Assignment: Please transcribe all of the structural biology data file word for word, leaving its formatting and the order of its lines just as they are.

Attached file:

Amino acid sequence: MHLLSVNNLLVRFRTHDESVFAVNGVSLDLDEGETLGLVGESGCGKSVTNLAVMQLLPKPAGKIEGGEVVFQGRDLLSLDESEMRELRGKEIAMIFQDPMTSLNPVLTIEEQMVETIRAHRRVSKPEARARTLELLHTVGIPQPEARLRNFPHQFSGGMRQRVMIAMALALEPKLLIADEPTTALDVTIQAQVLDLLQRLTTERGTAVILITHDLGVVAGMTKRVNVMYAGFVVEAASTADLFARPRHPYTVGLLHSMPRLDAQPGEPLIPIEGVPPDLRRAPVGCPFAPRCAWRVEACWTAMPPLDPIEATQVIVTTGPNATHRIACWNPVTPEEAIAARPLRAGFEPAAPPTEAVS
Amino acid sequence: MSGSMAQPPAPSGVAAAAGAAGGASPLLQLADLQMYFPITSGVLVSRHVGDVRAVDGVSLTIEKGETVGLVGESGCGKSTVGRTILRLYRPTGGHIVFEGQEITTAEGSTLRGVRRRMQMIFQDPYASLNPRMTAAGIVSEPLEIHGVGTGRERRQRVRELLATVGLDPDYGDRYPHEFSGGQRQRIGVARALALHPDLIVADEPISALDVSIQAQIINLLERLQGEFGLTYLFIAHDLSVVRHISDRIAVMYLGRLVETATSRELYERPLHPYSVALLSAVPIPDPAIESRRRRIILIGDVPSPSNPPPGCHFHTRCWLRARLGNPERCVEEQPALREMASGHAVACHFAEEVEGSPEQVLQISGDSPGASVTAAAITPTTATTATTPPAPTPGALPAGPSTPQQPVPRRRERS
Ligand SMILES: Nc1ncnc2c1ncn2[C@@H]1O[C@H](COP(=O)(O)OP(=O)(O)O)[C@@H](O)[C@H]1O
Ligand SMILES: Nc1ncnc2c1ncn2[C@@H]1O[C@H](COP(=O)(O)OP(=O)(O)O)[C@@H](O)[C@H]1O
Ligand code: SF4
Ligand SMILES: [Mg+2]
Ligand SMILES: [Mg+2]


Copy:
Amino acid sequence: MHLLSVNNLLVRFRTHDESVFAVNGVSLDLDEGETLGLVGESGCGKSVTNLAVMQLLPKPAGKIEGGEVVFQGRDLLSLDESEMRELRGKEIAMIFQDPMTSLNPVLTIEEQMVETIRAHRRVSKPEARARTLELLHTVGIPQPEARLRNFPHQFSGGMRQRVMIAMALALEPKLLIADEPTTALDVTIQAQVLDLLQRLTTERGTAVILITHDLGVVAGMTKRVNVMYAGFVVEAASTADLFARPRHPYTVGLLHSMPRLDAQPGEPLIPIEGVPPDLRRAPVGCPFAPRCAWRVEACWTAMPPLDPIEATQVIVTTGPNATHRIACWNPVTPEEAIAARPLRAGFEPAAPPTEAVS
Amino acid sequence: MSGSMAQPPAPSGVAAAAGAAGGASPLLQLADLQMYFPITSGVLVSRHVGDVRAVDGVSLTIEKGETVGLVGESGCGKSTVGRTILRLYRPTGGHIVFEGQEITTAEGSTLRGVRRRMQMIFQDPYASLNPRMTAAGIVSEPLEIHGVGTGRERRQRVRELLATVGLDPDYGDRYPHEFSGGQRQRIGVARALALHPDLIVADEPISALDVSIQAQIINLLERLQGEFGLTYLFIAHDLSVVRHISDRIAVMYLGRLVETATSRELYERPLHPYSVALLSAVPIPDPAIESRRRRIILIGDVPSPSNPPPGCHFHTRCWLRARLGNPERCVEEQPALREMASGHAVACHFAEEVEGSPEQVLQISGDSPGASVTAAAITPTTATTATTPPAPTPGALPAGPSTPQQPVPRRRERS
Ligand SMILES: Nc1ncnc2c1ncn2[C@@H]1O[C@H](COP(=O)(O)OP(=O)(O)O)[C@@H](O)[C@H]1O
Ligand SMILES: Nc1ncnc2c1ncn2[C@@H]1O[C@H](COP(=O)(O)OP(=O)(O)O)[C@@H](O)[C@H]1O
Ligand code: SF4
Ligand SMILES: [Mg+2]
Ligand SMILES: [Mg+2]